A significant component of superheroic mythos is the “no killing” rule. Most superheroes make a promise never to take a life using their powers, regardless of provocation. This helps separate the heroes from those who take lives for what they see as the greatest good. The Flash was always a deadly righteous hero who never murders only once to settle his issues. The Scarlet Speedster takes the final move against his arch adversary, the “Reverse- Flash” in the 1983 storey arc “The Flash Trial.” Barry’s new fiancé, Fiona Webb, has now been murdered by Reverse-Flash and wants to kill Iris.
Barry’s apocalyptic causes. Watching the world around him in upheaval, Barry realises that when he travelled back in time, he produced this condition of events to avoid the killings of his mother. It is then Barry’s turn to reset the timeline to what was happening, even if it breaks him apart inside. His mom must die so long as the world does not collapse into chaos and Barry can’t make any difference.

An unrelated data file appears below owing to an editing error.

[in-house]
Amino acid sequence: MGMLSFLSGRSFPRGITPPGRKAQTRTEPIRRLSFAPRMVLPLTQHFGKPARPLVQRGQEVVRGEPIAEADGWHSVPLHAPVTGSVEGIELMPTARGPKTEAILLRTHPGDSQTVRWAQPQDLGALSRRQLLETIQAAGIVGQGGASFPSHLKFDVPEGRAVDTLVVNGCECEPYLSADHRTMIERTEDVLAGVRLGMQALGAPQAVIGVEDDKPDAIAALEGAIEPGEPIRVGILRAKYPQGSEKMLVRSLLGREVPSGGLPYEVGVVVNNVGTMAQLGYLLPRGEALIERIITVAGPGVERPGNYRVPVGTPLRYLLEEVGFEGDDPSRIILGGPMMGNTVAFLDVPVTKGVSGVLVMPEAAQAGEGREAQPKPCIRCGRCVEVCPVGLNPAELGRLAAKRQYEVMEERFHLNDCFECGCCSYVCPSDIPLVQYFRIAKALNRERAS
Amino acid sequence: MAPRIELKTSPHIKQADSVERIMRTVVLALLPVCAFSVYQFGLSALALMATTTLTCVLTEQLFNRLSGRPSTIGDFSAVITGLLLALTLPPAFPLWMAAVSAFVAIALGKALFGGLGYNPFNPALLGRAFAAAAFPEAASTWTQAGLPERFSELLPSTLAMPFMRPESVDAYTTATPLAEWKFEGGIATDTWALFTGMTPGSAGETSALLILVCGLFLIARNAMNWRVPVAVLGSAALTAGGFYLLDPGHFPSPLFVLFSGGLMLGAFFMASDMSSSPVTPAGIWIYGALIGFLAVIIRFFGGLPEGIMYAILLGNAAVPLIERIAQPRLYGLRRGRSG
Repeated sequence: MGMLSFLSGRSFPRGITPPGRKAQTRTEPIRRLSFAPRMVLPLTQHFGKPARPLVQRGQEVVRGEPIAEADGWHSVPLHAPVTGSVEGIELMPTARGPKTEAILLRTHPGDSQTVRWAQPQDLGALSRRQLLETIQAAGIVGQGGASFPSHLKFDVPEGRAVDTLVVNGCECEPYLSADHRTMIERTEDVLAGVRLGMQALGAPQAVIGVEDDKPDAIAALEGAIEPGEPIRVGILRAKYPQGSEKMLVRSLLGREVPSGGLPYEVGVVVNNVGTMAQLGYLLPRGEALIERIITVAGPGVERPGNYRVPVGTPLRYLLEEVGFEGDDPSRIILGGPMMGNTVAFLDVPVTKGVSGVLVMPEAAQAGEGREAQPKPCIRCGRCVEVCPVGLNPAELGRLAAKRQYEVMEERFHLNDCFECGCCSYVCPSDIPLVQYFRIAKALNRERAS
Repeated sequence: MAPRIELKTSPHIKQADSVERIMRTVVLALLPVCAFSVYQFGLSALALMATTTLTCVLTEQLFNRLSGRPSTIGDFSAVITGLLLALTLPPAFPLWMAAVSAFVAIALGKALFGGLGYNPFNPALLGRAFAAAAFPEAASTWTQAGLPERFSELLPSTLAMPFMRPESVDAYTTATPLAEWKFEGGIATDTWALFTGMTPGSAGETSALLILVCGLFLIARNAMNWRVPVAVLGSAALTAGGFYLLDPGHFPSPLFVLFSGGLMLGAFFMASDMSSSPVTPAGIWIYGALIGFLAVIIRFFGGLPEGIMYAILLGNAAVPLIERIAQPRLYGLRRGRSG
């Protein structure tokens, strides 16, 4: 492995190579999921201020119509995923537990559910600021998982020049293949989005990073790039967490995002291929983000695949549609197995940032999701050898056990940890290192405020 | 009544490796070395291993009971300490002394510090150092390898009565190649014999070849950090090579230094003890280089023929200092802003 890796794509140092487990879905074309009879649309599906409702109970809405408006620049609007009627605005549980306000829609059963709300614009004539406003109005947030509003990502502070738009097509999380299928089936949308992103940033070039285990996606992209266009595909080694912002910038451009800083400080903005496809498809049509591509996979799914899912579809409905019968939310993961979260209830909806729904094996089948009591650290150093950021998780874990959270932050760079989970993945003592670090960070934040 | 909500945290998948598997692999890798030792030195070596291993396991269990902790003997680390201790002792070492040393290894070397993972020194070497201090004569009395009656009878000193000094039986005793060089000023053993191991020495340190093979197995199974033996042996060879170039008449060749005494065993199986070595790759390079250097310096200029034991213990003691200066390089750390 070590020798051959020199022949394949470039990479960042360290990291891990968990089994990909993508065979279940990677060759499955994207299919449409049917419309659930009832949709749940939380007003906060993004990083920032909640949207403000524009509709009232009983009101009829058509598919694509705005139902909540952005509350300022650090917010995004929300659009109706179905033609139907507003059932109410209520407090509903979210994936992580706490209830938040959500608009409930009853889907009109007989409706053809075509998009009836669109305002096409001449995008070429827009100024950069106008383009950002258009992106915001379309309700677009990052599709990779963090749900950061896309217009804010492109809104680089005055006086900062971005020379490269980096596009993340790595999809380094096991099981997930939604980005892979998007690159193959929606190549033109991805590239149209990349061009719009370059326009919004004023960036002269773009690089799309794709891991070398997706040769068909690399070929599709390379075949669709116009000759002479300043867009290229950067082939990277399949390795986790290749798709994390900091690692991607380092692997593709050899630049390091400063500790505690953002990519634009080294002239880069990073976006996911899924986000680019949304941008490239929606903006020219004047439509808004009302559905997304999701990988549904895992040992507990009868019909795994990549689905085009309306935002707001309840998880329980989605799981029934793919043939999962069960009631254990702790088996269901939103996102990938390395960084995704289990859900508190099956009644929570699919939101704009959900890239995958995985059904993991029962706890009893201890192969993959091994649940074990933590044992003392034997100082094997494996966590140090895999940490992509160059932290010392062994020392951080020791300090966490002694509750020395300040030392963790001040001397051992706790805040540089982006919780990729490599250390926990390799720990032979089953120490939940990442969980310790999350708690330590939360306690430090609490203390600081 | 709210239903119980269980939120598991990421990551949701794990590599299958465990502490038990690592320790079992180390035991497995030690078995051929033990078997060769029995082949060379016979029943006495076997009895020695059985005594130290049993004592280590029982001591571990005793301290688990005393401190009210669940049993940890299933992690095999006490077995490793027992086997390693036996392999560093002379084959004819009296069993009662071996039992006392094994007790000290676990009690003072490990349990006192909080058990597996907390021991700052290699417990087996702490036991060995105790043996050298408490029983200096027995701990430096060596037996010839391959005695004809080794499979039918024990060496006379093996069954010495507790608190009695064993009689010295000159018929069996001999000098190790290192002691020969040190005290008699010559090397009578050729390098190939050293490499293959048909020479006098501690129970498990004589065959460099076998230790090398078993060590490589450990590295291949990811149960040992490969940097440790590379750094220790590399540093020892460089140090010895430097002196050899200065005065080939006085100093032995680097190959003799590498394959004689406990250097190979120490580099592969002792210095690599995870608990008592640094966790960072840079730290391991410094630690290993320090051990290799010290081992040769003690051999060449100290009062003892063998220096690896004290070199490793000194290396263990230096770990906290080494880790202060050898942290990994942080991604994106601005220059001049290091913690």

The Black Flash acts in DC lore as the Grim Reaper of the Speed Force, whose mission is to reach speedsters in the moments before they die and to reassert them. Consequently, there have been confrontations with Black Flash between numerous speedsters, including Barry Allen, Wally West, and Johnny Quick.
There is an unwritten rule that the loved ones of a superhero are usually shielded from damage, although often they are at risk. The Reverse-Flash was born in 1963 and is named for Eobard Thawne. While his origins and connections with the Flash have evolved, he comes from the future in most accounts. That means that he knows the whole history and the people he loves, his Flash’s secret identity. It’s Reverse-Flash that takes time back to kill the mother of Barry, Nora, when Barry is a kid.
With that being said, there are more such dark truths about Flash, but for that, you will have to watch it with full attention to point out all these various loopholes.
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